Home on the Horseshoe
First lady's book details life and times of the President's House
By Megan Sexton, firstname.lastname@example.org, 803-777-1421
It’s a question USC first lady Patricia Moore-Pastides often hears about the historic building she and President Harris Pastides call home: “What’s it like to live there?” She quickly answers that it’s an honor and privilege to live in the President’s House on the Horseshoe, but she wanted to share more about one of the most recognizable buildings on the Carolina campus. She didn’t want to write a memoir. Instead, she wanted to talk about what life is like in the house for her family and the other seven families who have lived there as first families of the University of South Carolina.
The result: “At Home in the Heart of the Horseshoe: Life in the University of South Carolina President’s House,” published this fall by USC Press. The book offers a look at the first families and their memories of the home, along with some history of the house and photographs of the home and gardens. There are even a few recipes for entertaining and photos of floral arrangement designs.
Proceeds from the sale of the book will be donated to the university’s Educational
Talk about a few of your favorite stories of other first families from the book.
I love the story of the blue jay that was rescued by Cissie Snow, President Thomas Jones’ daughter. Apparently, the bird lived freely inside the house and was known to land in bouffant hairdos. It was proven the culprit after Mrs. Jones’ earrings disappeared, when they were ultimately discovered atop the drapery valances.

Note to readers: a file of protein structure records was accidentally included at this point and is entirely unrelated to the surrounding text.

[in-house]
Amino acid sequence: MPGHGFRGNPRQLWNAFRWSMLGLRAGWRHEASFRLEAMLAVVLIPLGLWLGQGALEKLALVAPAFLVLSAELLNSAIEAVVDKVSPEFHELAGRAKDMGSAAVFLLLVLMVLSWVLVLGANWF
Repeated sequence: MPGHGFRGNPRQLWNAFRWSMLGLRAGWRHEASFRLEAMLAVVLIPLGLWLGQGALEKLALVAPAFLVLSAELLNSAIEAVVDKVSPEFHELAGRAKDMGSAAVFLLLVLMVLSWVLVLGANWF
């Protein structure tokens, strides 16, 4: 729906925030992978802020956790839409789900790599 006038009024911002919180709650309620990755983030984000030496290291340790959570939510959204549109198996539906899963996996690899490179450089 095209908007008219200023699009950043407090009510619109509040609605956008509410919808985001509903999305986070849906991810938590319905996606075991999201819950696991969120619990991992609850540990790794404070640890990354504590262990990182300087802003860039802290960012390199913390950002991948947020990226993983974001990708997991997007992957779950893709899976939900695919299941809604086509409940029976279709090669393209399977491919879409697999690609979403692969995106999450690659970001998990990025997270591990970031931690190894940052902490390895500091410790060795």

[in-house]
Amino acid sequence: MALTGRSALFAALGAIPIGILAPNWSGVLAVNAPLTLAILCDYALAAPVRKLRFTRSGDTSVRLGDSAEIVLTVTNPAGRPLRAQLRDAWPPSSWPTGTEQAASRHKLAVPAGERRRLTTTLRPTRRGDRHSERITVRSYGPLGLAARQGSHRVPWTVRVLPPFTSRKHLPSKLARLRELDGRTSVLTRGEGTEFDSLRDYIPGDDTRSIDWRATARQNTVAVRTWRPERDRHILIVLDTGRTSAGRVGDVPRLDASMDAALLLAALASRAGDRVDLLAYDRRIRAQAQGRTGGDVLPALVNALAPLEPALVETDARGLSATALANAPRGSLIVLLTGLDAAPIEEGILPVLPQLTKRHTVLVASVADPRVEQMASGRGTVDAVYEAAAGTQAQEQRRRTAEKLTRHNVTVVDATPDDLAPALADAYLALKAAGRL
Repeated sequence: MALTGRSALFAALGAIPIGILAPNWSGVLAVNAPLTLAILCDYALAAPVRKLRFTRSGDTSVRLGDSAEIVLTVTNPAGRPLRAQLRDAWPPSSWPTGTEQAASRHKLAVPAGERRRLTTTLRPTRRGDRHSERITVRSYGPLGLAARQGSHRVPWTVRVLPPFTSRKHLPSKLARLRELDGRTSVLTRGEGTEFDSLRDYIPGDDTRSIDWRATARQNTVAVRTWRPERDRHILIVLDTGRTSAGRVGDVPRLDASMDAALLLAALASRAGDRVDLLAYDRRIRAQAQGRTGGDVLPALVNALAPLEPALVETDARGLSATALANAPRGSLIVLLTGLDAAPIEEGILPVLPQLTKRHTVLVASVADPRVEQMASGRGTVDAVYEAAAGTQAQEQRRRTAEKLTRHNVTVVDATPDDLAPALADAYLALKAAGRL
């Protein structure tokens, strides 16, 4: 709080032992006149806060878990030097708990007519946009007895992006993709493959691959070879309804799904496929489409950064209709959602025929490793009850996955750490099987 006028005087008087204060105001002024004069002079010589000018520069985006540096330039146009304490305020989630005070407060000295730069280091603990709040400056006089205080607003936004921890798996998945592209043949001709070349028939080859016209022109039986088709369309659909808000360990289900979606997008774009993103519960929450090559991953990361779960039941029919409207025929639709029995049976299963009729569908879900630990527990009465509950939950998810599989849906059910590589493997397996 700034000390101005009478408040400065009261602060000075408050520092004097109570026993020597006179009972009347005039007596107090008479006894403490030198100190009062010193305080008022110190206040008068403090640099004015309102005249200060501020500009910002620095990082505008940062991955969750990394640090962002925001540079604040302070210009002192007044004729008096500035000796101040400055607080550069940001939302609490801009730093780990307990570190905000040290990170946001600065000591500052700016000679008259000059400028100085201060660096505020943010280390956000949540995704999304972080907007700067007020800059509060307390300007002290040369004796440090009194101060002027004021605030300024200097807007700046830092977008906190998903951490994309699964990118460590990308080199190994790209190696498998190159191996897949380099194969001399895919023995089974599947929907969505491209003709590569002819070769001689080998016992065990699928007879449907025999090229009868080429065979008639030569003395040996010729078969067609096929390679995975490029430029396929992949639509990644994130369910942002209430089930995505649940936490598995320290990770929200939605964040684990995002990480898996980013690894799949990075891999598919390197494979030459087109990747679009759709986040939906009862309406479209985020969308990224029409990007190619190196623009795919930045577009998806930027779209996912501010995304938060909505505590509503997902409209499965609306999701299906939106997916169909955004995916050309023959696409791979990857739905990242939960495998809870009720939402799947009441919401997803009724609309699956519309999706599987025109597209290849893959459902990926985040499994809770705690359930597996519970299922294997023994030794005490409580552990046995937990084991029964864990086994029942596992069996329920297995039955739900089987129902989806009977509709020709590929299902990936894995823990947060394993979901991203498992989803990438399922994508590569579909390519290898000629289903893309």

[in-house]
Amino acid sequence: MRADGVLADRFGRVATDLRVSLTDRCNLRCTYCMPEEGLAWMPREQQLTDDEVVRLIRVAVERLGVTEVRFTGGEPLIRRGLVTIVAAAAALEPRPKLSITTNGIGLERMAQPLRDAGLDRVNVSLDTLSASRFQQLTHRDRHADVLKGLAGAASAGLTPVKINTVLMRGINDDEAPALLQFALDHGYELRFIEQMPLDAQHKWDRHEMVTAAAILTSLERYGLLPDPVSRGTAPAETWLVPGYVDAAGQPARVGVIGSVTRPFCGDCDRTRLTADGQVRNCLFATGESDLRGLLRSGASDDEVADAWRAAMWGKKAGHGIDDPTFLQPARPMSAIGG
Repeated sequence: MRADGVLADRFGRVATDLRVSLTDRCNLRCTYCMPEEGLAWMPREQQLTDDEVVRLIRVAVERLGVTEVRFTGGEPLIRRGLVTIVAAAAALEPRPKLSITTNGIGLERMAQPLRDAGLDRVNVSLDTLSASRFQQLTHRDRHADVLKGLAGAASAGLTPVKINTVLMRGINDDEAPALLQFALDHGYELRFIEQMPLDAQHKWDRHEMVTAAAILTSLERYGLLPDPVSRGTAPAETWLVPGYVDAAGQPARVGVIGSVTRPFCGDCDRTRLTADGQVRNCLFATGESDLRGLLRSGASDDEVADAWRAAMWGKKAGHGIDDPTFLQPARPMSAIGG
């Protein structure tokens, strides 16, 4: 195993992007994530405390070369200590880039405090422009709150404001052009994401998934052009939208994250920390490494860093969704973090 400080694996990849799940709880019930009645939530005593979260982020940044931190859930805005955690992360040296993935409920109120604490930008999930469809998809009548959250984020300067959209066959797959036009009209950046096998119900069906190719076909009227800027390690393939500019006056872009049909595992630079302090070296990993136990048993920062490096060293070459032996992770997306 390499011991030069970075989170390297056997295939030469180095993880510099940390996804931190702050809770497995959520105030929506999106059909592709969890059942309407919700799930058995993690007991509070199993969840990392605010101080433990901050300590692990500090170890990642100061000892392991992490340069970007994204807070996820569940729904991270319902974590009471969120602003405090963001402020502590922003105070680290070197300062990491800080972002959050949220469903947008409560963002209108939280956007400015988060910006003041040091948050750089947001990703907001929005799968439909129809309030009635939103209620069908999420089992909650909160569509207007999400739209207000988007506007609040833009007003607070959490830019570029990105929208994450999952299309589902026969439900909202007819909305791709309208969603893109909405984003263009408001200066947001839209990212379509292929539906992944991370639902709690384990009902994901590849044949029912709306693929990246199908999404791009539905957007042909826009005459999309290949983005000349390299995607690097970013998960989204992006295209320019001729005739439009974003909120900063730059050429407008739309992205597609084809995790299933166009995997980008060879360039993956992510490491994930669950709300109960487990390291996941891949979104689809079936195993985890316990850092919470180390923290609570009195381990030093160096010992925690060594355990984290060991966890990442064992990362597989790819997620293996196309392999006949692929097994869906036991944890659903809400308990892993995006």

First lady Norma Palms tells the story of when her puppy, Lady Carolina, chewed a shoe belonging to the wife of honorary degree recipient Jim Hoagland while the couples were out at the commencement dinner. With one shoe ruined, Mrs. Hoagland had to wear a different pair for commencement. In a subsequent note to Mrs. Palms, Mrs. Hoagland expressed her appreciation for the wonderful events, though she wasn’t sure what she would do with that one “doggone” shoe.
I also love Elizabeth Clark’s recounting of her Brownie Scout meeting that was held
at the President’s House and at her grandfather’s office at Osborne. One of my favorite
photographs is the one of President Robert Sumwalt surrounded by Brownies. You have
to see it!
What surprised you the most in researching the book?
While gathering information I was surprised to learn how important (First Lady Virginia)
Russell’s connection to the students was to them. The students of her time are now
in their early 80s, yet they still remember her so fondly. She believed that every
senior should have dinner at the President’s House, she brought cookies out to the
Horseshoe and introduced herself to groups of students, encouraging them to apprise
her and President Donald Russell of any concerns they might have about the university.
One student remembered her walking on the Horseshoe carrying a parasol that matched
her dress. She had a lasting impact in their minds and I find that touching. I also
attribute the culture of hospitality that we share here at USC to her.